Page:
First steps in cutting child deaths from treatable infections

The UK has more childhood deaths from treatable infections than comparable European countries, and new research will investigate why fatal delays in hospitalisation occurs. Sweden and Italy both have better survival rates from conditions such as pneumonia and sepsis, and the hope is that this project will identify ways to speed up admissions, and ultimately save lives.

Led by the University of Northampton, the BeArH research project will examine in detail incidents of serious infection in children under five years of age – from the moment a parent realises their child is ill, through contact with frontline health services, to their child’s subsequent admission to hospital. The research aims to identify those points in this process where improvements can be made.

            Professor Sarah Neill (University of Northampton) said: “Infection is a major cause of avoidable childhood deaths in the UK, particularly in the under-fives, yet we know little about the factors that influence when children are admitted to hospital.” These factors may range from aspects of individual children and their family situations, through to the responses of GP surgeries, NHS helplines or A&E departments, she added. “Many of these deaths could be avoided, as infections such as meningitis and pneumonia are potentially treatable if caught early enough.”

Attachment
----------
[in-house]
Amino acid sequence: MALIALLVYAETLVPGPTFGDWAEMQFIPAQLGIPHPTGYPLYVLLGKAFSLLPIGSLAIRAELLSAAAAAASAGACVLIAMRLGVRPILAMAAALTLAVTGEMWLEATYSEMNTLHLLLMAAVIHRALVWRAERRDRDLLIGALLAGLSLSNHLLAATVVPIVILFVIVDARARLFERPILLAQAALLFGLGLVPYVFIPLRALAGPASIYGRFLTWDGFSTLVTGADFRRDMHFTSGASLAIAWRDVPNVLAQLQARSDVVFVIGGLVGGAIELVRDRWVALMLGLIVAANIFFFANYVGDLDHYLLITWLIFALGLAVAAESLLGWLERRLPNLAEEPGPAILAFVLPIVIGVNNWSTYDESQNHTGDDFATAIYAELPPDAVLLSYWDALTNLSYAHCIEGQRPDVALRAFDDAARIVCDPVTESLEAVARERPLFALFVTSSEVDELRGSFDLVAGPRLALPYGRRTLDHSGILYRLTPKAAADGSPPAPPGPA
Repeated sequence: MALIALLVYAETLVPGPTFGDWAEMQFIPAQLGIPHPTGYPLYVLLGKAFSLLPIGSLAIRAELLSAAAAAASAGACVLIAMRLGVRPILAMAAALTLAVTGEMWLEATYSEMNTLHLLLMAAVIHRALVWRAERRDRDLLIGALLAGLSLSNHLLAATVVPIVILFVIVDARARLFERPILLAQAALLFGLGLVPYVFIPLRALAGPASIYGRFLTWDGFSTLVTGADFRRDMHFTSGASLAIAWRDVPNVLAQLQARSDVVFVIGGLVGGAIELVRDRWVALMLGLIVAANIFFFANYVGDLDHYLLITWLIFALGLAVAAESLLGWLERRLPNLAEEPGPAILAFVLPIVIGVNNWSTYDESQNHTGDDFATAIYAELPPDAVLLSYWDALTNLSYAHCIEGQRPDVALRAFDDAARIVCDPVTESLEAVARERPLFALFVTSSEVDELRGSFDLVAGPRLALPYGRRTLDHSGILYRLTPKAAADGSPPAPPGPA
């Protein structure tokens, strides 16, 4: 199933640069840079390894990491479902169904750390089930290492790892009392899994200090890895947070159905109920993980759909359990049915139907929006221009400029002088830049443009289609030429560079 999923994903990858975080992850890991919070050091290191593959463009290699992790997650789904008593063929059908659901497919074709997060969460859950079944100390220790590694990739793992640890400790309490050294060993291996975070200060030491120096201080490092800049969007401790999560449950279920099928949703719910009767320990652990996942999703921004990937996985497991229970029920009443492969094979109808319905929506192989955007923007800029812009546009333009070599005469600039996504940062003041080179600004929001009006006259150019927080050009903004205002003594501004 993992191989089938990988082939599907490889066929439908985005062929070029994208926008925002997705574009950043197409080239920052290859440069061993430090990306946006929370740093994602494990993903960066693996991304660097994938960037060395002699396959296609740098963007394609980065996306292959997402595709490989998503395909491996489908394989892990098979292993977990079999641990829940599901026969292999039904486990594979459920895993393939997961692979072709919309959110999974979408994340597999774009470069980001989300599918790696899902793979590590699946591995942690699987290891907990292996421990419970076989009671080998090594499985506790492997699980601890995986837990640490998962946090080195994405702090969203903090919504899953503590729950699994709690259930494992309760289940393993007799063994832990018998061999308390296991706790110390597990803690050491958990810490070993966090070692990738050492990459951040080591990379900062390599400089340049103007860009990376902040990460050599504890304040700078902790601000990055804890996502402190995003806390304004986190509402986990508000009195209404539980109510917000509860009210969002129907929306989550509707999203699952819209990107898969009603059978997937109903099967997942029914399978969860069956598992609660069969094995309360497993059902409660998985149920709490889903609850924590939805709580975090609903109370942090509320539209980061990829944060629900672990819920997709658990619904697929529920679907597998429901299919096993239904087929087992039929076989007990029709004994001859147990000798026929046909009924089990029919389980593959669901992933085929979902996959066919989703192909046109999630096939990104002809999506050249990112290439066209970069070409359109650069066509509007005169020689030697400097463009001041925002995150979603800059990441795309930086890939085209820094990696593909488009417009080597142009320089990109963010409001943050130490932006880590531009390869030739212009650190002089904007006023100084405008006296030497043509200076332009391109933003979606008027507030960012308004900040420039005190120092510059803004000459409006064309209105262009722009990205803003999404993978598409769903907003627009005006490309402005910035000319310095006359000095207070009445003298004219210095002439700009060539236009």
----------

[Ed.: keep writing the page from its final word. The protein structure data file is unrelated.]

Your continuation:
Professor Neill said: “This project will be examining every stage in the child’s journey to see where delays may occur. This might be due to lack of easily accessible, reliable information for parents on symptoms, errors in information sharing between different parts of the NHS, or delays in being seen in an emergency department. Whatever it is, the information we gather will help us to design service improvements so that children get the help they need more quickly.”

            Data for this study will be collected from the catchment areas of Kettering General Hospital and Leicester Royal Infirmary, the two hospitals participating in the study.



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